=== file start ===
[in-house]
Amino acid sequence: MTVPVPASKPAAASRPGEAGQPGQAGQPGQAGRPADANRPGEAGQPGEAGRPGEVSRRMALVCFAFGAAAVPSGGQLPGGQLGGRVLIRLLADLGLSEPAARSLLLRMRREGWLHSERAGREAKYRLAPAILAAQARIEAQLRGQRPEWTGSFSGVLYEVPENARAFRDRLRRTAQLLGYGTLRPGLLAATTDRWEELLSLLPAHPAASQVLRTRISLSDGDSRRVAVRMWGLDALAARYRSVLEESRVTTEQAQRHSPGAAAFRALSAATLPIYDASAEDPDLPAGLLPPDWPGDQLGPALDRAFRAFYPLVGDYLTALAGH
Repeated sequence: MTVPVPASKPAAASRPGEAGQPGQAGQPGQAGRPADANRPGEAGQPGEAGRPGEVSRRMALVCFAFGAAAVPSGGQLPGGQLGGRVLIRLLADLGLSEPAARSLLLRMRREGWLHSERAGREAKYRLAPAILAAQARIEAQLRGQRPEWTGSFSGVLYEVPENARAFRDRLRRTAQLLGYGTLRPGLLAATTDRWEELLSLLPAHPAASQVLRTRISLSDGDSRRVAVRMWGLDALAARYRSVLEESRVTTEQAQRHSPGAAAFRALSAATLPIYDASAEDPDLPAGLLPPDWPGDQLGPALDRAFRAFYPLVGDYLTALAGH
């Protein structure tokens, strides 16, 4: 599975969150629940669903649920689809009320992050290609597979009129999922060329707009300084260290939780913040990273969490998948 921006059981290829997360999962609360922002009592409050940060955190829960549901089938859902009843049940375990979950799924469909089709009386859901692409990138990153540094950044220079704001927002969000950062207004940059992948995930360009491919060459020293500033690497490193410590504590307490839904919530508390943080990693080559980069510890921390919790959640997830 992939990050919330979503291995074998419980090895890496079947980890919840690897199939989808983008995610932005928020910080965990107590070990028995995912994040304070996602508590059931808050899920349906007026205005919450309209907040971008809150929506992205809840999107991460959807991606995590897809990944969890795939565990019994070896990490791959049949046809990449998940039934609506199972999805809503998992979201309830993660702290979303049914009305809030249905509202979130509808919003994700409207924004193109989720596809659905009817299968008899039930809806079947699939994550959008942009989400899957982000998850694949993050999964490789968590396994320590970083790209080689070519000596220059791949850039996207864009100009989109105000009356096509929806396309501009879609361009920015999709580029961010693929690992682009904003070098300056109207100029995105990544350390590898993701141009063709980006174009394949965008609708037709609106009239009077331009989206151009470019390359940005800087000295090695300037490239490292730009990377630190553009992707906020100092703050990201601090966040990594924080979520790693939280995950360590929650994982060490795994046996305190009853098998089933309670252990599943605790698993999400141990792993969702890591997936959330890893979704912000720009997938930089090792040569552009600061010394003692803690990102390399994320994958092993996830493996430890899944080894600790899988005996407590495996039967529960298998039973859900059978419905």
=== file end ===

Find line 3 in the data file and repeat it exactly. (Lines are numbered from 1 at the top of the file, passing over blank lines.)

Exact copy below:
Repeated sequence: MTVPVPASKPAAASRPGEAGQPGQAGQPGQAGRPADANRPGEAGQPGEAGRPGEVSRRMALVCFAFGAAAVPSGGQLPGGQLGGRVLIRLLADLGLSEPAARSLLLRMRREGWLHSERAGREAKYRLAPAILAAQARIEAQLRGQRPEWTGSFSGVLYEVPENARAFRDRLRRTAQLLGYGTLRPGLLAATTDRWEELLSLLPAHPAASQVLRTRISLSDGDSRRVAVRMWGLDALAARYRSVLEESRVTTEQAQRHSPGAAAFRALSAATLPIYDASAEDPDLPAGLLPPDWPGDQLGPALDRAFRAFYPLVGDYLTALAGH